Reader Mark Sohn concluded his recent letter by saying: “Time to either abolish the post of Police and Crime Commissioner (PCC) or, better yet, make it a voluntary, non-political appointment.” Mark is quite right.
The primary object of Sussex Police, like every other force, is the prevention of crime; the next that of detection and punishment of offenders if crime is committed. Therefore, could someone in authority tell Mark and I how much crime is prevented and how many offenders are detected and punished, by spending getting on for one-and-a-half-million pounds of taxpayers’ money every year on the Sussex Police and Crime Commissioner’s office?
After all, this amount of money would be enough to pay for around an extra 50 constables to patrol the our county’s cities, towns and villages.
These would have been men and women physically meeting the objectives of an efficient police force, instead of spending it on the eight ‘managers’, eight ‘officers’ and four ‘heads’ based in the PCC’s Lewes office.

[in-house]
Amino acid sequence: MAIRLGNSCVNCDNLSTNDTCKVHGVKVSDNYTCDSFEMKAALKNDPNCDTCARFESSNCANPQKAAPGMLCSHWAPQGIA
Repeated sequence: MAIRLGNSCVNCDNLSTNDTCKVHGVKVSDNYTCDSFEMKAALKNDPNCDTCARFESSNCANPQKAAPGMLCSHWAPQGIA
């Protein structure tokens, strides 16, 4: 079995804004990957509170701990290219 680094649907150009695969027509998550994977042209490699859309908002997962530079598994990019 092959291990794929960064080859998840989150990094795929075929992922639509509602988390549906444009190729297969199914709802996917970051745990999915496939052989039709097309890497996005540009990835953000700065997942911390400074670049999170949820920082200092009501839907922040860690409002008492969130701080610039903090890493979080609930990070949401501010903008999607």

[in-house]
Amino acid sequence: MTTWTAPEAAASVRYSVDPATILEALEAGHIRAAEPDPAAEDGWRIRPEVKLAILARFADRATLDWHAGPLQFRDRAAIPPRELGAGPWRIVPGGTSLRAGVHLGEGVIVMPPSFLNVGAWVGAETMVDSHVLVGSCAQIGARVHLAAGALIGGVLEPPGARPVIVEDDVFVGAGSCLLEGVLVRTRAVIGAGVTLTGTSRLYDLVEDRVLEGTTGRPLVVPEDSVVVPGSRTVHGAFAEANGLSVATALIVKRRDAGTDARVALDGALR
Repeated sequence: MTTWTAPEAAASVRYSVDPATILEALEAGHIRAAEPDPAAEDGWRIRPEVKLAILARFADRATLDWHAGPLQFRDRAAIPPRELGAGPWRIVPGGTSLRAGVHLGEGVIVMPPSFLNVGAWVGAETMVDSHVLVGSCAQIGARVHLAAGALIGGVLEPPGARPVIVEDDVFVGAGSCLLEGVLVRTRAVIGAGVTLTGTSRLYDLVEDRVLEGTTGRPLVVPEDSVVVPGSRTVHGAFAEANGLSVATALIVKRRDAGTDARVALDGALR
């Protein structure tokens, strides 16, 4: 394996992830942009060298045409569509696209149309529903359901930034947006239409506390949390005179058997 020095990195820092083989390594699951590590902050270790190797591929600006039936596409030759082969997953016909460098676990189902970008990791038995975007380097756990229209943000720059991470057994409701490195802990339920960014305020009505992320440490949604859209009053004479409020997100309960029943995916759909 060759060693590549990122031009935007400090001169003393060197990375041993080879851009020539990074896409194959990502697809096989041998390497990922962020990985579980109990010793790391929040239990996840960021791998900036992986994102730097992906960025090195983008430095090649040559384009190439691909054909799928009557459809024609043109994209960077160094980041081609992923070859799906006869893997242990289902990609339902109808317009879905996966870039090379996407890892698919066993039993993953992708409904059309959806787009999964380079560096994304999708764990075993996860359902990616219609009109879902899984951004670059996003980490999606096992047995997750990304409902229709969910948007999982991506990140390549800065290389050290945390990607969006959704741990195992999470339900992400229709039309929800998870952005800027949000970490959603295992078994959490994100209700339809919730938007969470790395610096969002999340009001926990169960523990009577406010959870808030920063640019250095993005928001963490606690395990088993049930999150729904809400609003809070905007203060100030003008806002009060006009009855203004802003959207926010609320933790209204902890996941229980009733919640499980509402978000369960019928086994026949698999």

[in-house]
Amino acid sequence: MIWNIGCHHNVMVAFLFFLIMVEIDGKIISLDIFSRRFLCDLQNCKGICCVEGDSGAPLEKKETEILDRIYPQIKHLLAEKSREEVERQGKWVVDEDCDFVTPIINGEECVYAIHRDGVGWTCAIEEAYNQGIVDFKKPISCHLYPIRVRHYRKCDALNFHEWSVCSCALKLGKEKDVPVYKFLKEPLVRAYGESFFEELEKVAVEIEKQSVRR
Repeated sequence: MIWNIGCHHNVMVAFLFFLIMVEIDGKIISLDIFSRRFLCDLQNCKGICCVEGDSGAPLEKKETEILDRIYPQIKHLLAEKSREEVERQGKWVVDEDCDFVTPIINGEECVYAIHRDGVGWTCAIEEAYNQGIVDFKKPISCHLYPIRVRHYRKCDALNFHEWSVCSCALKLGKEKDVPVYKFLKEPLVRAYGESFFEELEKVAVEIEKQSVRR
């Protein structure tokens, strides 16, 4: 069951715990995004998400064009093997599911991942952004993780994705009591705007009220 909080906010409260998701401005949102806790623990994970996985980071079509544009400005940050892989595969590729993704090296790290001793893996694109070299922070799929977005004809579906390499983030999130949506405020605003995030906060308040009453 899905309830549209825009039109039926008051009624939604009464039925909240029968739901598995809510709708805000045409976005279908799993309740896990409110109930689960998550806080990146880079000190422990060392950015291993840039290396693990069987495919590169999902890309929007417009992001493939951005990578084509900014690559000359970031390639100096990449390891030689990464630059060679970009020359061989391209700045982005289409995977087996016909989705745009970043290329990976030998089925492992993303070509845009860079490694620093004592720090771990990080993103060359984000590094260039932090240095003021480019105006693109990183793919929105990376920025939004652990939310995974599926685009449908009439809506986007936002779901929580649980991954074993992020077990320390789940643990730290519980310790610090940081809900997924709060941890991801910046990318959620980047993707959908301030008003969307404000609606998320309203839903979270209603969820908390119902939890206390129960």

I suspect that they spend a great deal of time in meetings devising new policies and agendas that look great on paper but do little, if anything, to actually prevent, detect and punish crime.
Or are they not the jobs of people who have the words ‘police’ and ‘crime’ in their title?
Oh, and by the way, only one of these ‘managers’, ‘officers’, and ‘heads’ is an actual serving police officer who really knows what crime is all about.
Mark called for ‘a voluntary, non-political appointment’, and he is not far wrong when you look at the result of the last PCC election.
The winner, Katy Bourne, won 40 per cent of the votes of the 22 per cent of the electorate who bothered to turn out and vote, most of them clearly doing so along party lines. In other words, she got her £85,000-a-year job based on the support of just nine per cent of the electorate. Nice work of you can get it.
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